DCF Visited Dead 8-Year-Old's Home 4 Times, Found No Abuse

Child died of severe malnutrition and an untreated leg fracture.

By Samantha Henry
|  Wednesday, May 25, 2011  |  Updated 10:38 AM EDT
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State child welfare officials determined allegations of child abuse to be unfounded on four separate visits to a New Jersey home where a child was found dead over the weekend from severe malnutrition and an untreated leg fracture.

Eight-year-old Christina Glenn was pronounced dead at the scene by medics who responded with police Sunday afternoon to a report of a child not breathing.

An autopsy showed she died from severe malnutrition and a fractured femur that had not been treated or attended to. Her mother, 30-year-old Venette Ovilde, a Haitian national from Irvington, has been charged with aggravated manslaughter and endangering the welfare of a child.

Ovilde's roommate, Myriam Janvier, 23, also originally from Haiti, has been charged with child endangerment. Prosecutors did not know if the women have retained lawyers yet for a first court appearance scheduled for next week.

Glenn's 7-year-old sister and 6-year-old brother were removed from the home and hospitalized because they suffered from malnutrition and other injuries, authorities said.

The children remained hospitalized Tuesday. A report on the case from the New Jersey Department of Children and Families shows the agency was first contacted in March 2006 on an allegation that Glenn's mother neglected her.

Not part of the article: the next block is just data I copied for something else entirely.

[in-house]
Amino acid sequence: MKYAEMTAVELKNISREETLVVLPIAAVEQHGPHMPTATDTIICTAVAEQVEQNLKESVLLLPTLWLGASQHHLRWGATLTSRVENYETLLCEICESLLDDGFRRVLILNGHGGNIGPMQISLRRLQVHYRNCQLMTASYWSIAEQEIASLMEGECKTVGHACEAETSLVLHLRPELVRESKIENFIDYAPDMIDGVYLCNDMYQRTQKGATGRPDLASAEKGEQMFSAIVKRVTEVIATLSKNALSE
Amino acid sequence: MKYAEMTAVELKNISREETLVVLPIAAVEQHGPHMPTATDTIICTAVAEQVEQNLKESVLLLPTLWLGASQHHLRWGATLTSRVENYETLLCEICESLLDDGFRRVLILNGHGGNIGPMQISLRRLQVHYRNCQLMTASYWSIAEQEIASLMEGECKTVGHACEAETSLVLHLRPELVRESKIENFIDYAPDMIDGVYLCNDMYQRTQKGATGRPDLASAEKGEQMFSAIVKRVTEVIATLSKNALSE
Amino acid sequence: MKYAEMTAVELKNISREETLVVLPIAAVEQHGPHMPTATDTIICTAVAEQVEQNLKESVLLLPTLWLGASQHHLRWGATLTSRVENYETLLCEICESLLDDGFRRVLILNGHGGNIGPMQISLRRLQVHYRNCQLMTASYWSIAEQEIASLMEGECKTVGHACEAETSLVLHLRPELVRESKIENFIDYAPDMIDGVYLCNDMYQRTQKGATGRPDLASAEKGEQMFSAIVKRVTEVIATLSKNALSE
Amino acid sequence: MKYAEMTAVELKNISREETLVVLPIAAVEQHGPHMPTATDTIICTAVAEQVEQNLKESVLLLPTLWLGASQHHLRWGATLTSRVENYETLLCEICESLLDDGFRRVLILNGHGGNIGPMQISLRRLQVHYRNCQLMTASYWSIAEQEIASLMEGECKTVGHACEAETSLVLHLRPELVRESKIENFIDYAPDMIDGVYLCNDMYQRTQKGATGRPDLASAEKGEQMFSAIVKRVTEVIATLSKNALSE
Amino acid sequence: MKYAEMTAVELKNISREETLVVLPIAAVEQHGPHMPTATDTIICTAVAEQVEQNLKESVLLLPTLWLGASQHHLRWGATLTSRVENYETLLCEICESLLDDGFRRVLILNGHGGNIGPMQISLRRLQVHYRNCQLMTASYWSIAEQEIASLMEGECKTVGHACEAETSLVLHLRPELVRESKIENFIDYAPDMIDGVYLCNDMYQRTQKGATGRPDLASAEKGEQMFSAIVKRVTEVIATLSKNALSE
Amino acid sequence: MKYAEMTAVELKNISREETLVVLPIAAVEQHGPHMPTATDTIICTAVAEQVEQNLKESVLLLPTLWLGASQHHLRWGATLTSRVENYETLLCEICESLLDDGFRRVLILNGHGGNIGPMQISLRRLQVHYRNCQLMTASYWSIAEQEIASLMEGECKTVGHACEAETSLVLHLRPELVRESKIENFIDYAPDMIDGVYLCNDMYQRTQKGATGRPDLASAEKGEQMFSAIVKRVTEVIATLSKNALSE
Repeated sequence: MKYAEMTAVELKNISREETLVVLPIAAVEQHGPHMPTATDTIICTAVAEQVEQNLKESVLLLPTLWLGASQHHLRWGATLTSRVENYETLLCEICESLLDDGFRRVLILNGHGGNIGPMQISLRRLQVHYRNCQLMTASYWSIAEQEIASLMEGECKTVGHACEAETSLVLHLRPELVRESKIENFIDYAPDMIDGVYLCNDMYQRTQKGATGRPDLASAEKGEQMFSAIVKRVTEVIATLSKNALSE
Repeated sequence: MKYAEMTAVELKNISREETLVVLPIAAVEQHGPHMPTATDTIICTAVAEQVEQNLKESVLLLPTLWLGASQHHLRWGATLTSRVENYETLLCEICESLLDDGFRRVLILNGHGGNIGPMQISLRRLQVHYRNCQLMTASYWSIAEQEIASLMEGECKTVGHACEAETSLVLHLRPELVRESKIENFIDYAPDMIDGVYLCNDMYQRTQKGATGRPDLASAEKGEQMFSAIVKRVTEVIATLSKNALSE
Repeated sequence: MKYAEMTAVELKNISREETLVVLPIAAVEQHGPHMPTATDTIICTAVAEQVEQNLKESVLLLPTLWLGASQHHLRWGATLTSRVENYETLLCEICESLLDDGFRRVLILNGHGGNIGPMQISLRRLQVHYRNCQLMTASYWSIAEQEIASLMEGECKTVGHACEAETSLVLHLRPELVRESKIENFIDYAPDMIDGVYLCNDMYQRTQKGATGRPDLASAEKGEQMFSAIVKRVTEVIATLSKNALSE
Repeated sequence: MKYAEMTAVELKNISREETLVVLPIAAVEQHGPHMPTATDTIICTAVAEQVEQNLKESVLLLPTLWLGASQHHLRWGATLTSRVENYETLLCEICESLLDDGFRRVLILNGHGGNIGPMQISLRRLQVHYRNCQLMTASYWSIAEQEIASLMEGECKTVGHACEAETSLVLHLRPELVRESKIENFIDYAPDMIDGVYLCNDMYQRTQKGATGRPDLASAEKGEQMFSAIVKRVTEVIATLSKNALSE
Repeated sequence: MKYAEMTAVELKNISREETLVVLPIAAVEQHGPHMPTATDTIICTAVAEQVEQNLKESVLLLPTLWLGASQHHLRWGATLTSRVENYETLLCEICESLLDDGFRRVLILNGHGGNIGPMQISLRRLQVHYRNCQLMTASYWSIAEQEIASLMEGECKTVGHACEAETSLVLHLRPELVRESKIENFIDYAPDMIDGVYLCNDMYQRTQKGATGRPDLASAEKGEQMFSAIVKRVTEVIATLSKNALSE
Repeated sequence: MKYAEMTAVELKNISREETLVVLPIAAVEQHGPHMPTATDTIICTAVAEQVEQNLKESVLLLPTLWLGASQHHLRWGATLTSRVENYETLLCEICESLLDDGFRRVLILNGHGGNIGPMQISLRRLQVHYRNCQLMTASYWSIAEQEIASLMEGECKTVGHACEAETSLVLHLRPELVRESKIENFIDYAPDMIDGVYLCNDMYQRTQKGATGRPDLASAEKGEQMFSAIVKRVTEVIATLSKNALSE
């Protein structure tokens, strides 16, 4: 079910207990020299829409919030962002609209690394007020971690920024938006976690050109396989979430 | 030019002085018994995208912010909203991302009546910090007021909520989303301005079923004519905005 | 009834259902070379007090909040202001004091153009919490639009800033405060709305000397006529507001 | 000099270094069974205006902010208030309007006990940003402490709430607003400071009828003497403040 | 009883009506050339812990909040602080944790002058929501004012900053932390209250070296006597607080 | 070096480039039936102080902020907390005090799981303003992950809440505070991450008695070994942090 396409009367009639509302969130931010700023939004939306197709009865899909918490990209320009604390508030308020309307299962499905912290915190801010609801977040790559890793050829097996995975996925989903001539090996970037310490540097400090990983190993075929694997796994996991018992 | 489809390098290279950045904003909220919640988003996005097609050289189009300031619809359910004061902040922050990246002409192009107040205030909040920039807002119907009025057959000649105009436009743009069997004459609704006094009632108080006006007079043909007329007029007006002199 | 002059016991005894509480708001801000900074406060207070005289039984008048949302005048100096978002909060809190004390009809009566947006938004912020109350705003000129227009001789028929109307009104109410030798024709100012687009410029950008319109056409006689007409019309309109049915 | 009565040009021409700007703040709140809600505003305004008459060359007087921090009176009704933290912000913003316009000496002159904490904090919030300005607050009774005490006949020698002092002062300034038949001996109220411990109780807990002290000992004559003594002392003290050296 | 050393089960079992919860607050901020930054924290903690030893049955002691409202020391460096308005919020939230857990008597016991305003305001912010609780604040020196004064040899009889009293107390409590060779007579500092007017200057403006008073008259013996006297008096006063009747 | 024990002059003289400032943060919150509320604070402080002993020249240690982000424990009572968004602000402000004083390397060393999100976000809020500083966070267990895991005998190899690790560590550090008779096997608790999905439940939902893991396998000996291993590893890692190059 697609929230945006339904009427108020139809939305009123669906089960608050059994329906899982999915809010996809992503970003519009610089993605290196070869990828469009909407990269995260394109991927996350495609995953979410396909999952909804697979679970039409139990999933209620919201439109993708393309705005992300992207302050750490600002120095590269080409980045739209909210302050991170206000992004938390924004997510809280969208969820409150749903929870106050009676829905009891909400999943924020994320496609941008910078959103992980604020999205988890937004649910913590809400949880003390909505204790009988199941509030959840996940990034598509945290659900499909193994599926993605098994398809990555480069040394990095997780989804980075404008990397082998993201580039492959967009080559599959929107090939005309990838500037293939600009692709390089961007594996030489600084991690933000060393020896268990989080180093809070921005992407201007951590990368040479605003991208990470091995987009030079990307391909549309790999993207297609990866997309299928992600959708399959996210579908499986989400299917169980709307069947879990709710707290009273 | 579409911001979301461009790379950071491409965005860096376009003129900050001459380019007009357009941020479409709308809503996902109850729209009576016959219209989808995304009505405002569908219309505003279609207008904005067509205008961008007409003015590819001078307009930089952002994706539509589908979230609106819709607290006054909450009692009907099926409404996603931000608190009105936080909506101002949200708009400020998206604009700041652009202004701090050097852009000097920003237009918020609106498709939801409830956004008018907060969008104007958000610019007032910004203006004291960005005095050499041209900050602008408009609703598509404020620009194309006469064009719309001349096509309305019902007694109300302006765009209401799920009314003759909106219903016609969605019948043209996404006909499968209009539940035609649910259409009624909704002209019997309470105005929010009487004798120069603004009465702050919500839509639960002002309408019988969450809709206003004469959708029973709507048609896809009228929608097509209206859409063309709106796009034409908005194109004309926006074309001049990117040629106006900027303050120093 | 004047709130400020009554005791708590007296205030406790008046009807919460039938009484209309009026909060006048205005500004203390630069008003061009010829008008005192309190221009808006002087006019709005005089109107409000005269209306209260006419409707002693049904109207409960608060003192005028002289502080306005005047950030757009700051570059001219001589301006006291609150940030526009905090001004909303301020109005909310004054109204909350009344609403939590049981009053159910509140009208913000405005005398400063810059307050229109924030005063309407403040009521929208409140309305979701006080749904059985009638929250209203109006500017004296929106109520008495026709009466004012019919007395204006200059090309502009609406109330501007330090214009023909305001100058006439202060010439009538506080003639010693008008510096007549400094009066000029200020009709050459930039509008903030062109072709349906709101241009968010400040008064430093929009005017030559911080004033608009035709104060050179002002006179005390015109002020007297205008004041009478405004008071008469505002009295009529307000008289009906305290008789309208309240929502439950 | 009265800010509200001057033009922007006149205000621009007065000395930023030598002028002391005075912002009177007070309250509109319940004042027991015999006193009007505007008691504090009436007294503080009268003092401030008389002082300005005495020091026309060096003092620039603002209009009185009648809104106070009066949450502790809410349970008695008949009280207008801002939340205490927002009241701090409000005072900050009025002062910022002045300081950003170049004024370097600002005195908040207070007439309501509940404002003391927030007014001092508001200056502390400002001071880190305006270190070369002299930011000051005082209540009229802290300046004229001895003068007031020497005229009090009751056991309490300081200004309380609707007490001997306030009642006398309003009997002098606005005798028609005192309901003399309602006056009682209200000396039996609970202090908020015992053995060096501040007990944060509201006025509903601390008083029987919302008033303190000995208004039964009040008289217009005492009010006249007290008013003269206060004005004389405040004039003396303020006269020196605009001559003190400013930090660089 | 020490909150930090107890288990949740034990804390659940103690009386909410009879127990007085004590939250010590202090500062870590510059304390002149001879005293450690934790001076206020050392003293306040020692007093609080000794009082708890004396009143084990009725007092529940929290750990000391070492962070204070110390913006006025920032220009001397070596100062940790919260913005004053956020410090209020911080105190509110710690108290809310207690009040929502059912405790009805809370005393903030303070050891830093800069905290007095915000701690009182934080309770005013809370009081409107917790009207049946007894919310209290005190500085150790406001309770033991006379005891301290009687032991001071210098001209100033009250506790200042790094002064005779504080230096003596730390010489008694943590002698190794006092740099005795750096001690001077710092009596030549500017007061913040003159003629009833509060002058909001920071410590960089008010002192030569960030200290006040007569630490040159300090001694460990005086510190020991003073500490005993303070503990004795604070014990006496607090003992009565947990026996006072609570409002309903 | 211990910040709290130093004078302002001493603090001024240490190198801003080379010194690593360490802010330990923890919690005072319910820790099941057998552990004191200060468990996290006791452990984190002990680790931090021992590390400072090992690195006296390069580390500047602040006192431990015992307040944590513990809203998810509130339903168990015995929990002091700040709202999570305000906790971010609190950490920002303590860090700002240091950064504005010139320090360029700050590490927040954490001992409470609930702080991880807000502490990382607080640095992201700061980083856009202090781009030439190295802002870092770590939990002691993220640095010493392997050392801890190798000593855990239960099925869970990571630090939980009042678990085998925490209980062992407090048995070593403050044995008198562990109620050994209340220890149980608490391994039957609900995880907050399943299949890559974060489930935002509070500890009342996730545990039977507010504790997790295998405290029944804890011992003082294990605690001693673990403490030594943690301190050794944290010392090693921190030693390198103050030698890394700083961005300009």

A month later, they investigated a complaint that the child's mother physically abused her.

Both incidents were determined by workers to be unfounded, but the case remained open for supervision and service until March 2007. In January 2008, the agency received a new complaint that the mother had beaten her child after the girl wet her bed.

An investigation determined the allegation to be unfounded. And in April 2008, allegations that the mother physically abused her three children and left them unattended were also determined by child welfare authorities to be unfounded. The case was closed on May 1, 2008.

Agency spokeswoman Lauren Kidd said the Department of Children and Families was conducting "a thorough investigation of our history with the family and these incidents, as we do with all child deaths."

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